Gov. Doug Burgum’s goal for North Dakota to become carbon neutral by 2030 has garnered national attention. His commitment recognizes the opportunity to reduce regional carbon emissions and to capitalize on North Dakota geologic resources, skilled workforce, and industry know-how.
North Dakota is strategically positioned to lead in carbon management through large-scale capture, transport and secure geologic storage of carbon dioxide emissions from energy and industrial sectors, while facilitating further development of abundant renewable energy. The state can leverage its pioneering carbon capture experience at Dakota Gasification and extraordinary geologic potential to store CO2 from its own industries and others around the region.
Realizing this vision will enable the Upper Midwest’s ethanol and fertilizer producers, refiners and gas processors to reduce their carbon footprint and supply expanding markets for low-carbon fuels in California and elsewhere. Retrofitting power plants with carbon capture would also meet a growing regional need for dispatchable 24/7 zero-carbon electricity to support further addition of renewable energy on the grid. Finally, Burgum’s initiative creates an opportunity to protect family-supporting jobs by enlisting local boilermakers, pipefitters, laborers and other skilled workers to halt climate change.
The climate imperative for carbon management is clear. We must reduce CO2 emissions to zero by midcentury to avoid the worst impacts of climate change. The International Energy Agency projects that 8.6 billion tons of annual emissions reductions are needed globally from carbon capture by 2050, and the Intergovernmental Panel on Climate Change estimates that attempting to reach net-zero without carbon capture will increase costs by nearly 140 percent, unnecessarily burdening residential and business customers.
The business case for carbon capture grows by the day. Companies are committing to achieve net-zero emissions—not just green tech firms, but industrial heavyweights, too. Private investors are driving change. Companies and industries failing to adopt net-zero business models risk losing access to capital.
The economic development case is also strong. Recent modeling by the Great Plains Institute (GPI) and partners reveals North Dakota’s potential to become a regional carbon hub, attracting investment in carbon capture, CO2 pipelines and future geologic storage that serve Midwestern ethanol producers, power plants, refineries and other industries. A regional project has been announced to build a CO2 transport network across the Upper Midwest and manage ten million tons of emissions annually by harnessing North Dakota’s vast geologic storage capacity.
GPI recently commissioned the Rhodium Group to analyze the economic impacts of carbon capture. The study identifies cost-effective carbon capture opportunities at eight power, ethanol and gas processing plants in North Dakota and estimates that retrofitting these facilities would result in nearly 1,300 construction jobs each year between now and 2035, over 650 ongoing operations jobs, and $6.3 billion in net investment, while capturing over 18 million metric tons of CO2 emissions annually. That’s on top of the potential to preserve current high-wage jobs and tax base by keeping existing operations viable in a net-zero economy.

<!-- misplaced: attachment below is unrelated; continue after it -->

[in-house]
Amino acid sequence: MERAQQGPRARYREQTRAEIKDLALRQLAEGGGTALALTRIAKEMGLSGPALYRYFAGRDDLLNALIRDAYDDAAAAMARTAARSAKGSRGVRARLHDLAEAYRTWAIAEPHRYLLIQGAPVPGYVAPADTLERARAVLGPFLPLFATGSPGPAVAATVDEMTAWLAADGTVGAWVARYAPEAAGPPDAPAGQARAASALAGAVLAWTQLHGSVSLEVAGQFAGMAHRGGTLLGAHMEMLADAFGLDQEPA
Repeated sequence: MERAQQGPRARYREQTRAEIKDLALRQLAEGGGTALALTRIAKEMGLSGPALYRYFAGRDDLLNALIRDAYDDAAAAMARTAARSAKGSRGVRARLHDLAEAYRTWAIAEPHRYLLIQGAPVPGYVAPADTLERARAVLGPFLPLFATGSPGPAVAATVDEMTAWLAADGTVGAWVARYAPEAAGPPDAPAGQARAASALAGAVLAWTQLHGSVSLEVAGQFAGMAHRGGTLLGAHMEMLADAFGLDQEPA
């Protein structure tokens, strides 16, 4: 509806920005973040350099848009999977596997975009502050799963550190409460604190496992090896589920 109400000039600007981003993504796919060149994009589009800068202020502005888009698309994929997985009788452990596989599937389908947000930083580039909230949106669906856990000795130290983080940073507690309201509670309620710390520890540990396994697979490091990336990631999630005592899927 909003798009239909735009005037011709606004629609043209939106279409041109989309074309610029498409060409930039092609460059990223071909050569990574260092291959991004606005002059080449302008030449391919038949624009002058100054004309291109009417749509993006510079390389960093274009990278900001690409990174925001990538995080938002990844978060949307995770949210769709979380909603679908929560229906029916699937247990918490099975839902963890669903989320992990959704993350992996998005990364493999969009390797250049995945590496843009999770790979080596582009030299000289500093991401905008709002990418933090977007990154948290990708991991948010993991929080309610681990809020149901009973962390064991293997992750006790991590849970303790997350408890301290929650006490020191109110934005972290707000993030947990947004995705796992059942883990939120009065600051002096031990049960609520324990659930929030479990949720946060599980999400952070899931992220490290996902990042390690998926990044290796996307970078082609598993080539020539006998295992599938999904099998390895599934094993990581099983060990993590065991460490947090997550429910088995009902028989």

The benefits of carbon capture are proven. A dozen large-scale facilities operate in the U.S. today across multiple industries, capturing and storing nearly 25 million metric tons of CO2 per year. Unfortunately, federal policy has provided far less support for carbon capture than for other clean energy technologies, despite it comparing favorably on a cost-per-ton basis for reducing emissions.
Fortunately, there is growing momentum in Washington for change. Members of the North Dakota and Minnesota congressional delegations have played a leading role in bipartisan legislation to expand and improve the 45Q credit for carbon capture and to provide low-interest federal financing and grants for development of CO2 transport and storage infrastructure. Leading climate advocates in Congress also support these bills, and President Biden has included comparable provisions in his American Jobs Plan.
Burgum is right to catalyze action by setting an ambitious goal for carbon neutrality that relies on economywide deployment of carbon capture, transport and storage. Industry and environmental advocates alike should embrace it.
Brad Crabtree, of Ashley, is vice president for carbon management at the Great Plains Institute and directs the national Carbon Capture Coalition. Kevin Pranis, of St. Paul, is Marketing Manager for the Laborers’ International Union of North America in Minnesota and North Dakota and serves on Minnesota Governor Walz’s Climate Advisory Council.